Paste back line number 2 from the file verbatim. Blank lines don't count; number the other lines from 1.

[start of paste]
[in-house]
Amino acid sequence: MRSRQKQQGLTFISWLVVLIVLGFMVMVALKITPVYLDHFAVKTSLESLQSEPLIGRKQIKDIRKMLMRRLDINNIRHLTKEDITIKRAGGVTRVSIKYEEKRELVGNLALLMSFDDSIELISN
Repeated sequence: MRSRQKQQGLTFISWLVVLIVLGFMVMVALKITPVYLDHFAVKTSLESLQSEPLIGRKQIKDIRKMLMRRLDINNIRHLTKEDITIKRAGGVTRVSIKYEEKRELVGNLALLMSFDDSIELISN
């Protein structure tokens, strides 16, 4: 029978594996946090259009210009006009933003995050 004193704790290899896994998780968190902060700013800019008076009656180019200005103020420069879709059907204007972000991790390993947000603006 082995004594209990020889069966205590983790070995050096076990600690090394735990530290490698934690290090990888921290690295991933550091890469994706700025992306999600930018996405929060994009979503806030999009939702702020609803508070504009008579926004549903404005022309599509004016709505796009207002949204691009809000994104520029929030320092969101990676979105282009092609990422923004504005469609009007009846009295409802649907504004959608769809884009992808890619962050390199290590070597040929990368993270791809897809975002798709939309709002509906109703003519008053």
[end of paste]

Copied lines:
Amino acid sequence: MRSRQKQQGLTFISWLVVLIVLGFMVMVALKITPVYLDHFAVKTSLESLQSEPLIGRKQIKDIRKMLMRRLDINNIRHLTKEDITIKRAGGVTRVSIKYEEKRELVGNLALLMSFDDSIELISN